Wisconsin Rivers the Best for Canoeing
Last Updated: 4/24/2017
By Brian E. Clark
Special to TravelWisconsin.com
Mention canoeing on Badger State streams to most folks and they’ll probably think of the Lower Wisconsin River, thanks to its 90-plus miles of unimpeded flow from Sauk City down to Prairie du Chien and its numerous sandbars ideal for camping.
But if paddlers want to expand their horizons a bit, canoeing guru Darren Bush - who runs Madison’s Rutabaga Paddling Sports store and puts on the Canoecopia extravaganza each year - says there are plenty of other rivers in Wisconsin ideal for exploring.
“One of the things I really like about paddling in this state is that in addition to big rivers like the Wisconsin and the Mississippi, we have lots of little streams like the Grant, the Sugar and Mecan that are lots of fun to get out on. And some of them flow through little towns that have great pie, ice cream and cheese.”
Here’s a rundown on some the top rivers for canoeing:
The Namekagon near Hayward is part of the National Wild and Scenic River system and flows into the St. Croix. It boasts more than 90 miles of canoeing, has a few riffles and is a great option for a multi-day camping trip. For shuttles and rentals, see the National Park Service website.
Most rivers in Wisconsin flow generally south, but the Bois Brule runs from near Brule north into Lake Superior and has more than 40 navigable miles, though the section closest to the lake has more rapids. The river flows through the Brule River State Forest, which has numerous sites for camping. Outfitters include Brule River Canoe Rental and Kinni Creek Lodge.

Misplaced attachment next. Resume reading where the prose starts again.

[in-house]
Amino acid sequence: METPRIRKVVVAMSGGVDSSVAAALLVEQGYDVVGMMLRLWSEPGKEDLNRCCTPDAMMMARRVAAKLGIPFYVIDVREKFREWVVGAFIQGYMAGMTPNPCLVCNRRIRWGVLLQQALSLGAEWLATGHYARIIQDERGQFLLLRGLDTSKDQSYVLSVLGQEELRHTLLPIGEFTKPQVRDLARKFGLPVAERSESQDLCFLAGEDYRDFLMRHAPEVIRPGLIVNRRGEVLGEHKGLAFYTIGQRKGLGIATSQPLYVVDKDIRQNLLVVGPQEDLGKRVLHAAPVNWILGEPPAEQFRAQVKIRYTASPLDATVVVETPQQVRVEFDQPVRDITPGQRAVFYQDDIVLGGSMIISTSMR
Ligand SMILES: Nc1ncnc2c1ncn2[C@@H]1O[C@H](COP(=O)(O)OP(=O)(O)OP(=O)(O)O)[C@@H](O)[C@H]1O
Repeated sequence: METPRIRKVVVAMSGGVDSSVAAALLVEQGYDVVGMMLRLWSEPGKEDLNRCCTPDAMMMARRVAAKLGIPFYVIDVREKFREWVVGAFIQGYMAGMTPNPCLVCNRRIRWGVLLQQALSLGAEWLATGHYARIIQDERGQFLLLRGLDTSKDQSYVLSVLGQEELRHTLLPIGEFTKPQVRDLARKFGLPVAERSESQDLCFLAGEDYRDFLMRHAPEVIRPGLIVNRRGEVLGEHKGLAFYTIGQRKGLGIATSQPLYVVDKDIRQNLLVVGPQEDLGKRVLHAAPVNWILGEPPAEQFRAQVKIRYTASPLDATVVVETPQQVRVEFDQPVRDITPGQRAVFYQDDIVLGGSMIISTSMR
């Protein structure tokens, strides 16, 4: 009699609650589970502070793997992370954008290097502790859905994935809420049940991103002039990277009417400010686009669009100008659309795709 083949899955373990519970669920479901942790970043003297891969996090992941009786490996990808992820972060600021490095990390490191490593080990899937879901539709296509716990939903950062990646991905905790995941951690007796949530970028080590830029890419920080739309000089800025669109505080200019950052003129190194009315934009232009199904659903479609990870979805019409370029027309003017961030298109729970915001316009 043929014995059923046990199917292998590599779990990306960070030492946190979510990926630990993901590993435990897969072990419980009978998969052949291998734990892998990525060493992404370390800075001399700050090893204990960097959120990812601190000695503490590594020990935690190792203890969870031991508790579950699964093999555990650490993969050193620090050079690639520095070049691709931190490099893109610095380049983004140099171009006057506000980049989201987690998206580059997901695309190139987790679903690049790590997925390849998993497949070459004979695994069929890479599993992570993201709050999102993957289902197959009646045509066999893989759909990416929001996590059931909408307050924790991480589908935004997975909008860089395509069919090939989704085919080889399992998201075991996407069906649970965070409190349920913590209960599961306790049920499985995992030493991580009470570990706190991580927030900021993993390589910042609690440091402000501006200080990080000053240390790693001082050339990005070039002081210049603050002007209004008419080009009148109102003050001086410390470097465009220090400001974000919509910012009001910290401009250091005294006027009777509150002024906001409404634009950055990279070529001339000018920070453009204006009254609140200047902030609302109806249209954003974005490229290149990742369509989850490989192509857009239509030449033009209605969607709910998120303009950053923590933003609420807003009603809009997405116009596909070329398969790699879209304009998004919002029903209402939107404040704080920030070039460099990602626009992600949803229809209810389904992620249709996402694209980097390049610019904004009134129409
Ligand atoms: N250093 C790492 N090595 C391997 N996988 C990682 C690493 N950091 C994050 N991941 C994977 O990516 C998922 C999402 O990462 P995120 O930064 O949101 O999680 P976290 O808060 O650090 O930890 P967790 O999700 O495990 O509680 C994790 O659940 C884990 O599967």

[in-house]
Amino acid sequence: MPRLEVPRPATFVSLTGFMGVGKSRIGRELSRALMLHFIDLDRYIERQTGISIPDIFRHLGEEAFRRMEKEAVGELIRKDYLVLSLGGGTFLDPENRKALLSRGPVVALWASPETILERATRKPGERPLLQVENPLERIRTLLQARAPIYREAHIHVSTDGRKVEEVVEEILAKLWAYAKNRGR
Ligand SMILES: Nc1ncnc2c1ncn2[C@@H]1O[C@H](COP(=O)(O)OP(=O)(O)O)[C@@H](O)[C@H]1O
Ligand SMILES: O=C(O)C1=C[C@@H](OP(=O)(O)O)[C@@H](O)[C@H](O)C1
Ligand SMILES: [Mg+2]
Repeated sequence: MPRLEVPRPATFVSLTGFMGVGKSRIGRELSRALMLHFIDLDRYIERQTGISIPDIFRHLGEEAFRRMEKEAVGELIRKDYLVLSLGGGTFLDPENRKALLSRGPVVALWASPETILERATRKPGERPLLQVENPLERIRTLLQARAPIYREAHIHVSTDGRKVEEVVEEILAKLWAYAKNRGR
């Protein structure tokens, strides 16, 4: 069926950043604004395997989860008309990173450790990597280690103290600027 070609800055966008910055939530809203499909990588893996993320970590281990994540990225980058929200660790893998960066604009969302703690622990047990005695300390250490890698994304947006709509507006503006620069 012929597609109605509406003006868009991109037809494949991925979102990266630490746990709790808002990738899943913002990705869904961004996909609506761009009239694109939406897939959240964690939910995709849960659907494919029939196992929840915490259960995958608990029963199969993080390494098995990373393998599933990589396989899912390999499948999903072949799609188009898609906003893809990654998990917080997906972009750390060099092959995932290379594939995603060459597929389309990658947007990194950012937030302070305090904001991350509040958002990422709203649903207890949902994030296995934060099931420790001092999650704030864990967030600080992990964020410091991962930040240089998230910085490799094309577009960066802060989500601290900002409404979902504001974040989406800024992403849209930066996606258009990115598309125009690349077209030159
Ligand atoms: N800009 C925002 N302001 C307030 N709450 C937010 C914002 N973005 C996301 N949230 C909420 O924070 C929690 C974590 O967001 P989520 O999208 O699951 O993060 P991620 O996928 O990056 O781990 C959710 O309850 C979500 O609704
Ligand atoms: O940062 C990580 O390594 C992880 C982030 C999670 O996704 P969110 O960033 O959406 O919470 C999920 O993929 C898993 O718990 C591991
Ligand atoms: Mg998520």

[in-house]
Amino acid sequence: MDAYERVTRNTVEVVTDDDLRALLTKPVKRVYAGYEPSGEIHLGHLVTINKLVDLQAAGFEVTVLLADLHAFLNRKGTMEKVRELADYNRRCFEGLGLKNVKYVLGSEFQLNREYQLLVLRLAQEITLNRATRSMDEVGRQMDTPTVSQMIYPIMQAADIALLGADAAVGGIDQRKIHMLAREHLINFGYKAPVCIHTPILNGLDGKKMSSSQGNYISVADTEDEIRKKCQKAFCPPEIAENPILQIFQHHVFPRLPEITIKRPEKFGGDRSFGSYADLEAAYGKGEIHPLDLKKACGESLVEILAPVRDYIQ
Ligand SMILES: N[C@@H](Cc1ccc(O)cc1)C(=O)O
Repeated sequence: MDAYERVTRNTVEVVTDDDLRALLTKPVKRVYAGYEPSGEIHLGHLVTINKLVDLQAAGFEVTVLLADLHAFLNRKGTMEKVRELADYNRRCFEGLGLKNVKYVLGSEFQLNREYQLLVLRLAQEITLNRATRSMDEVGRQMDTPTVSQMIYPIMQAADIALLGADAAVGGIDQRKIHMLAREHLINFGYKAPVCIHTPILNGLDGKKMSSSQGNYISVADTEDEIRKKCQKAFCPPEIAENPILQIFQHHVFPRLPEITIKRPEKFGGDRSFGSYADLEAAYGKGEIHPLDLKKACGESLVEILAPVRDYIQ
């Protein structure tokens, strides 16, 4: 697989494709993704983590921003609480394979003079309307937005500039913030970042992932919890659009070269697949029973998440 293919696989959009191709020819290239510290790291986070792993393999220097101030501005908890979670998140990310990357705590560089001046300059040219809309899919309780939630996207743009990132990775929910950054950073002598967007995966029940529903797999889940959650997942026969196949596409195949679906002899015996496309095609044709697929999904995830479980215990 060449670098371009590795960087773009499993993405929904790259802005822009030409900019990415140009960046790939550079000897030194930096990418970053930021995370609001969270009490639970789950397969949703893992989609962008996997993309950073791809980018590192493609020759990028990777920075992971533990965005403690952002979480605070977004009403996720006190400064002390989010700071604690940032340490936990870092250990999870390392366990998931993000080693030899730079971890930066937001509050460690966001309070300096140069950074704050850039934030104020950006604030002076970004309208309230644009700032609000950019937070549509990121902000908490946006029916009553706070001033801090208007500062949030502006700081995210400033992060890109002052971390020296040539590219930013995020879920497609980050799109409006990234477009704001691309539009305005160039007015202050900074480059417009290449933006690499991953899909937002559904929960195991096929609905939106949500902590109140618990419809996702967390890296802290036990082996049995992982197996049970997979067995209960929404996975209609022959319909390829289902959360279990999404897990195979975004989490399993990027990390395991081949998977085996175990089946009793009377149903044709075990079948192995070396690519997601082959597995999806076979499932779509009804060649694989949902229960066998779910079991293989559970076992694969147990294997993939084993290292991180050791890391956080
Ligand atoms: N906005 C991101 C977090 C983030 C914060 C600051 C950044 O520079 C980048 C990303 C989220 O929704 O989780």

The Kickapoo, also quite popular, is a tributary of the Wisconsin that twists and winds through a deep valley in the Driftless Area. The best section is 22 miles long and runs from Ontario to La Farge, which should probably be done in two days. Rental outfits include Drifty’s, Titanic and Kickapoo Wild Adventures.
The Grant, which Bush calls a “baby Kickapoo,” is also flat with some riffles, numerous turns and is bordered by limestone cliffs and sandstone bluffs. The Grant has more than 30 miles that are navigable and enters the Mississippi at Potosi, home to the Potosi Brewery and National Brewery Museum. For rentals and shuttles, see Grant River Canoe Rental.
Bush calls the Lemonwier River north of Mauston in Juneau County a “crooked little gem”, twisting and turning repeatedly for nearly 50 miles, and emptying into the Wisconsin River near the Dells rock formations where there’s tons of bird life. For canoe rentals, call Country Cruisin’ Rentals.
The Mecan is in the center of the state near Princeton. Its upper stretch is considered a first-class, spring-fed trout stream. It then opens a bit and becomes suitable for canoeing. Bush says it makes for a great two-day trip and chances are good you won’t see many other paddlers. For rentals and shuttles, see Mecan River Outfitters and Lodge.
South Central Wisconsin
The Sugar River near Verona flows south to its junction with the Pecatonica River. Arguably the best sections are around the Dane County burg of Paoli, which has a number of shops - where you can get a snack and tasty ice cream - plus an old limestone mill, part of which has been turned into the Hop Garden Brewpub. For rentals or shuttles, see Sugar River Outfitters.
For even more great canoeing spots, browse our Canoeing and Kayaking Directory.This entry was posted in Canoeing, Kayaking & SUP